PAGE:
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Spain’s CaixaBank makes bid for Portuguese lender BPI

Spain’s third-biggest lender CaixaBank said Tuesday it would launch a full takeover for Portuguese rival BPI, just months after it bought Barclays’ Spanish operations, as it seeks to expand abroad.

CaixaBank, which is already BPI’s biggest shareholder with a 44.1 percent stake, offered to pay 1.329 euros per share of the Portuguese bank which it does not already own.

The offer is 27 percent higher than BPI’s closing share price on Monday and it values Portugal’s second-largest listed bank at 1.5 billion euros ($1.7 billion).

“This is the first time that we do a cross-border acquisition of control,” CaixaBank Chief Executive Gonzalo Gortazar told analysts on a conference call.

Unlike its competitors Santander and BBVA, Barcelona-based CaixaBank has focused on the domestic market except for some minor stakes in lenders in Austria, France, Mexico and Hong Kong.

Shares in BPI jumped just over 25 percent to 1.30 euros in early afternoon trade on the Lisbon stock market while CaixaBank fell 0.58 percent to 4.08 euros in Madrid.

CaixaBank, one of the most acquisitive banks during the recent financial crisis, said its cash offer was dependent on obtaining the backing of at least 50 percent of BPI shareholders.

BPI must also eliminate an existing rule capping at 20 percent the voting rights of a specific shareholder, CaixaBank said in a regulatory filing.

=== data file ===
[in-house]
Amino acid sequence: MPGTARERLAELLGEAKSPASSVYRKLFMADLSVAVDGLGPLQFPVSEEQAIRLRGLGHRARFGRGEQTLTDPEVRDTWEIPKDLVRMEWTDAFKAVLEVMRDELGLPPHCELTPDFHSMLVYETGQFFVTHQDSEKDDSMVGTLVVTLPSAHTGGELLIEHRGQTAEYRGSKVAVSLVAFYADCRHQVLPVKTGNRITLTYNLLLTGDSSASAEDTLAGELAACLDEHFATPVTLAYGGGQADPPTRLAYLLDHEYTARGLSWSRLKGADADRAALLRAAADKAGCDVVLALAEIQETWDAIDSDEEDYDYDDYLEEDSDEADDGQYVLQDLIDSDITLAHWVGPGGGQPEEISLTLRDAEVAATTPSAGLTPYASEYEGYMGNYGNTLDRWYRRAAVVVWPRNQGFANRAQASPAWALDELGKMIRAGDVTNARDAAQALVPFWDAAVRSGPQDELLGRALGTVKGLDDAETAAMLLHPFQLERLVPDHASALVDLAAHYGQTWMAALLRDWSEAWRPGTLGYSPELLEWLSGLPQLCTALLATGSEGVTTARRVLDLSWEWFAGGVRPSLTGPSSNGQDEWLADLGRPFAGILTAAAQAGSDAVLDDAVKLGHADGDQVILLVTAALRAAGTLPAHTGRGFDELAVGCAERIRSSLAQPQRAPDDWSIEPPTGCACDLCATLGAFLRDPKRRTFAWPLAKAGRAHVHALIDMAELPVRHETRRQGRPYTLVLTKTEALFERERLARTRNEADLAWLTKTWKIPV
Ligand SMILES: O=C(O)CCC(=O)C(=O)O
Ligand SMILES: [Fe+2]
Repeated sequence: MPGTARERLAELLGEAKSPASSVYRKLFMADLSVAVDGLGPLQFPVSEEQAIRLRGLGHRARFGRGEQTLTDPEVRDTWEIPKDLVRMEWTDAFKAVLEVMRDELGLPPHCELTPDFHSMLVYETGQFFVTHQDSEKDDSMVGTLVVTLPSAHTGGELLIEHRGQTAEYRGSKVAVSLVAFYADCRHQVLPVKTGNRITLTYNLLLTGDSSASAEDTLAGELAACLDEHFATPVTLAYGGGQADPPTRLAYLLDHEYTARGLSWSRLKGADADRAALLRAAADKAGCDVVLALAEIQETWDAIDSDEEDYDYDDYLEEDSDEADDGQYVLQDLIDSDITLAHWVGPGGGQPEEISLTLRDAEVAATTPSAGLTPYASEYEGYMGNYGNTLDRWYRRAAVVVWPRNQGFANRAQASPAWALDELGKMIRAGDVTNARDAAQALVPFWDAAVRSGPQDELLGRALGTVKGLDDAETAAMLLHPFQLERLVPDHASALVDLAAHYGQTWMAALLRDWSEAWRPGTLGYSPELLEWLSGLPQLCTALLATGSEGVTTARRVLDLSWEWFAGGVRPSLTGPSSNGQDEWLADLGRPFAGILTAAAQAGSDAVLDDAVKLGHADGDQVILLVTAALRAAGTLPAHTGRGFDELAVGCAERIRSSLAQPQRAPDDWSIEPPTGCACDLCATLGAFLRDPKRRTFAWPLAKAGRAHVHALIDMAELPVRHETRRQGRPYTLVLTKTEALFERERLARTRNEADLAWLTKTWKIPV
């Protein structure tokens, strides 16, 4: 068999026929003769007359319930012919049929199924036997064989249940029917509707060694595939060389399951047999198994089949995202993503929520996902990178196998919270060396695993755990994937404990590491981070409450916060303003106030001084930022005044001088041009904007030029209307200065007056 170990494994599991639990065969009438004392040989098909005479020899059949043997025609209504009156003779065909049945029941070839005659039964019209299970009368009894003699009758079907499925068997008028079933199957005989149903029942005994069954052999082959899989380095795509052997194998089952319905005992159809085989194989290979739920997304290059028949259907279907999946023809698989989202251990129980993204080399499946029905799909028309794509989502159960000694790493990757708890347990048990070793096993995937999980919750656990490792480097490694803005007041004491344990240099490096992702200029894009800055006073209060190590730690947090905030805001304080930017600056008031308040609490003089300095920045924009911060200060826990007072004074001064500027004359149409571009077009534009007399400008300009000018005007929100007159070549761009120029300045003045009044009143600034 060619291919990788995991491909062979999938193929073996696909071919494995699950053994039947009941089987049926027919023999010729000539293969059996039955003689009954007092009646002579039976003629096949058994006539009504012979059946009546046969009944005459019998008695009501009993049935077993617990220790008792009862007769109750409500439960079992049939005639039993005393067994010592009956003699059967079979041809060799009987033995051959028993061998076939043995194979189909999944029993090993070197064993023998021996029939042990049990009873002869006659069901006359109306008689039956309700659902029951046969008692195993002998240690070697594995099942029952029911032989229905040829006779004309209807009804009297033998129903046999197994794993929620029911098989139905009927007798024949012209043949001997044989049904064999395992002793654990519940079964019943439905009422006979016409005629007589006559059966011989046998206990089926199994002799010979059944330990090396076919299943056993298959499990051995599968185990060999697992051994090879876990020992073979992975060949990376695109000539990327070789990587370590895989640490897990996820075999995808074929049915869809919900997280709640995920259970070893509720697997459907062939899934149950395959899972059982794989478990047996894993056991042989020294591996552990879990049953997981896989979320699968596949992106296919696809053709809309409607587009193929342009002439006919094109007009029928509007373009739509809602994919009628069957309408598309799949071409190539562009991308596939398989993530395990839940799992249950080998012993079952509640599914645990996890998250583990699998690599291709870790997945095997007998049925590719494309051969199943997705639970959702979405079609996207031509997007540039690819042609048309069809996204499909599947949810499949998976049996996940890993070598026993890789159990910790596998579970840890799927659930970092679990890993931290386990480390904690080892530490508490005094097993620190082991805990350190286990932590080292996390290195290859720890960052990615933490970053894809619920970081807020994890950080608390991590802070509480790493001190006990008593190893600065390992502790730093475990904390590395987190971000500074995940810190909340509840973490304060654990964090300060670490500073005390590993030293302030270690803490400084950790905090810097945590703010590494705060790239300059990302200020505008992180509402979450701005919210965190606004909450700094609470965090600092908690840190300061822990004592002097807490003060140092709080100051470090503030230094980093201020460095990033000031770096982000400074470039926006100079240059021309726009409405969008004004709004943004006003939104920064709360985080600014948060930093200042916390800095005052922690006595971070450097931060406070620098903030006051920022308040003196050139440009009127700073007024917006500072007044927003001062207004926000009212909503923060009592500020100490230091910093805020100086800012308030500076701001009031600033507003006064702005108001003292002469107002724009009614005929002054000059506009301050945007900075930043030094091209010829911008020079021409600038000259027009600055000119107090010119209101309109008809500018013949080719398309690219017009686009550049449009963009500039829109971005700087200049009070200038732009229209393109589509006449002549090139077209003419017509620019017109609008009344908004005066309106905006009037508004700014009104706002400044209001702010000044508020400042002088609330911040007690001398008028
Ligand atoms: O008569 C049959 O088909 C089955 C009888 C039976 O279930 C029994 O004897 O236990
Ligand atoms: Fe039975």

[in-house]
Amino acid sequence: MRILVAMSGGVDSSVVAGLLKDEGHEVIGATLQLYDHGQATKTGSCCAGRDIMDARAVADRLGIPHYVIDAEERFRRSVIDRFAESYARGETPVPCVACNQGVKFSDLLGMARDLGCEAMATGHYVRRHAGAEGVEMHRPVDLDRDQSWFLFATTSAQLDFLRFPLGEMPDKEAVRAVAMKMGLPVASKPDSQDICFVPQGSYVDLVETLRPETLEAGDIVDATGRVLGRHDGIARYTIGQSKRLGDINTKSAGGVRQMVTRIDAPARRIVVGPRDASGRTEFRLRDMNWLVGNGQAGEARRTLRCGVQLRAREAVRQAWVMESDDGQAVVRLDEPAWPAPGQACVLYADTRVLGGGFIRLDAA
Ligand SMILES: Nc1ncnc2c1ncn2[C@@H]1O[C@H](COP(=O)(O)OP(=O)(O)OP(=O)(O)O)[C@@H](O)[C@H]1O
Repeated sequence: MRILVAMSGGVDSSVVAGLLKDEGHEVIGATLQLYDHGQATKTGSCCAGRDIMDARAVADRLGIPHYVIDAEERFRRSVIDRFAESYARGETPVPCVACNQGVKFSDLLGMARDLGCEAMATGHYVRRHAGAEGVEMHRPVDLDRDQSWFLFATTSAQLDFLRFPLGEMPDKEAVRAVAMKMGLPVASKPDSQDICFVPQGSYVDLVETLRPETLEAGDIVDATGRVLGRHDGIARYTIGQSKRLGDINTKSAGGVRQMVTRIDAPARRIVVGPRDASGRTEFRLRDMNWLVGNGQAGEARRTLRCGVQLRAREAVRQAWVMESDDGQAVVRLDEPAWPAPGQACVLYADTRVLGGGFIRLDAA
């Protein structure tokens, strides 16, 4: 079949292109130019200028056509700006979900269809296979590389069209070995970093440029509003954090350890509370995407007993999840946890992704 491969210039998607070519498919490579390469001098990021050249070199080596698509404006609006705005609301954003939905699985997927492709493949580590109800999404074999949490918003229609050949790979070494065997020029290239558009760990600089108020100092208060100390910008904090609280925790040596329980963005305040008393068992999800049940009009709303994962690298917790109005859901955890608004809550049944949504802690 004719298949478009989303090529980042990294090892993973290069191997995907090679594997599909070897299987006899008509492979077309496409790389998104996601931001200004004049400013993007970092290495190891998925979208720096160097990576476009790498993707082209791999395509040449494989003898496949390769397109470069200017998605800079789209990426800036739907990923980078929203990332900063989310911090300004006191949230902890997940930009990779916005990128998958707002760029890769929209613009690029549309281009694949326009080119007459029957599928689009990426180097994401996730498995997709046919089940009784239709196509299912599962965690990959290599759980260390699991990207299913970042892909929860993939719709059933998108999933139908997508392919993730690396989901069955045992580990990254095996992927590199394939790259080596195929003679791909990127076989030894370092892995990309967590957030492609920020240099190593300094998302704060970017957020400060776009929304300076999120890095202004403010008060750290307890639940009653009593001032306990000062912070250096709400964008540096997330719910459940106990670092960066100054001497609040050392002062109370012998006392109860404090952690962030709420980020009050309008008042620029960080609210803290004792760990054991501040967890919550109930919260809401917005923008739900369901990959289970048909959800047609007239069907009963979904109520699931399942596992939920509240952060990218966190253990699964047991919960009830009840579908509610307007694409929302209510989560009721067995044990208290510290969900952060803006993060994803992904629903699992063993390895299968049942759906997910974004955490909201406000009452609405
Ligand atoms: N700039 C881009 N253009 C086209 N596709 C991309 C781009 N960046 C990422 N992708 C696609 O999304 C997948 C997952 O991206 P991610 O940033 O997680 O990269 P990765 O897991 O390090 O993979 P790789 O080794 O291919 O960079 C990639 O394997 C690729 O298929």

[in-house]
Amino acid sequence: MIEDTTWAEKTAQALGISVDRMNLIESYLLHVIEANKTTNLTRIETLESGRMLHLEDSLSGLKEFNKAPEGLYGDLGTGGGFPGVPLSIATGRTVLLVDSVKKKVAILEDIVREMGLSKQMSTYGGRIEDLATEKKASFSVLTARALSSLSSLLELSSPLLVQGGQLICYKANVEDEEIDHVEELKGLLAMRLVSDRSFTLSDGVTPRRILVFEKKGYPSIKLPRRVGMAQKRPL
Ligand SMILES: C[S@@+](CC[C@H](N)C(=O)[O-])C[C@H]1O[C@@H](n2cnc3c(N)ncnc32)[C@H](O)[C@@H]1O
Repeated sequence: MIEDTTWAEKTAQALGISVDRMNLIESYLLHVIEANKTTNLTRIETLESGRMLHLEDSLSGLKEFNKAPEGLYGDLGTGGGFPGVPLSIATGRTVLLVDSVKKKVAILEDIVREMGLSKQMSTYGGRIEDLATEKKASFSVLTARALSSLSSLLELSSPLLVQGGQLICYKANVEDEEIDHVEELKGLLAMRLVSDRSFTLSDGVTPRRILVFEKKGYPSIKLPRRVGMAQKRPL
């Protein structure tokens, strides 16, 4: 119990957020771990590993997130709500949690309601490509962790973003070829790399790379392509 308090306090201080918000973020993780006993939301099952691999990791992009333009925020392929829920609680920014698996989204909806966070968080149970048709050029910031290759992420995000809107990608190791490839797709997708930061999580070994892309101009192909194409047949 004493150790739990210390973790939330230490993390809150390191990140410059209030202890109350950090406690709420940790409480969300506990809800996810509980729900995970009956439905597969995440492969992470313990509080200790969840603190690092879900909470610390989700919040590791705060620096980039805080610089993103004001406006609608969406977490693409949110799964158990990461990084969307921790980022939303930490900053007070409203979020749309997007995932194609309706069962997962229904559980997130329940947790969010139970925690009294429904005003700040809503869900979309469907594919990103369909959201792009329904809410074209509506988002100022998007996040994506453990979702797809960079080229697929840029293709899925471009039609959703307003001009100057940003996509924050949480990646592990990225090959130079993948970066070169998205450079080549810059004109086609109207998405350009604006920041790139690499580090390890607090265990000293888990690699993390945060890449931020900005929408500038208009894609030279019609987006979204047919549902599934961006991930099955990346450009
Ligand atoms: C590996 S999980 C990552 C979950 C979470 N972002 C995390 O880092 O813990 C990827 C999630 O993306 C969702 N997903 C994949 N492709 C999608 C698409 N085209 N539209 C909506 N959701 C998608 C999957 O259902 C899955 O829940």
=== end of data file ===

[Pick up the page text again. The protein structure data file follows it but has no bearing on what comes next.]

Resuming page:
“This transaction makes sense for us (as) we know BPI very well,” Gortazar said.

CaixaBank, which first invested in BPI in 1995, said the Portuguese lender would remain a listed company after the completion of the offer.

It said it would not rule out a capital increase to finance the operation.

– BPI backing for deal –

CaixaBank nearly doubled its net profit last year to 620 million euros, aided by a return to growth in Spain.

BPI has 1.7 million clients and nearly 6,000 employees in Portugal and 1.3 million clients and nearly 2,500 employees in Angola, an oil- and diamond-rich former Portuguese colony in southwestern Africa.

It posted a net loss of 162 million euros last year because of one-off tax and interest payments and losses on government bond sales.

But CaixaBank was optimistic about its outlook as Portugal posts modest growth after it exited a three-year, 78 billion euro bailout last May.

CaixaBank predicts the buyout of BPI will produce synergies worth 130 million euros a year from 2017. It says its bid has the backing of the Portuguese lender.

BPI has expressed interest in buying Novo Banco, the so-called good bank that groups together the healthy assets salvaged from the ruin of Banco Espirito Santo, rescued by the Portuguese state last year.

Portugal’s central bank has received 15 bids for Novo Banco and BPI is seen as leading the field.

“It’s an opportunity they should explore,” Gortazar said.

CaixaBank announced in August that it would buy Barclay’s Spanish operations for 800 million euros.

The sale includes Barclay’s retail banking, wealth and investment management and corporate banking businesses in Spain, and it involved the transfer of the British bank’s branches in the country to CaixaBank.

Last year CaixaBank, which bought several ailing savings banks bailed out by the government after the real estate slump, missed out on a chance to buy a local rival, state-owned Catalunya Banc, which was snapped up by BBVA in an auction.

CaixaBank employs more than 31,200 people and has 13.4 million customers.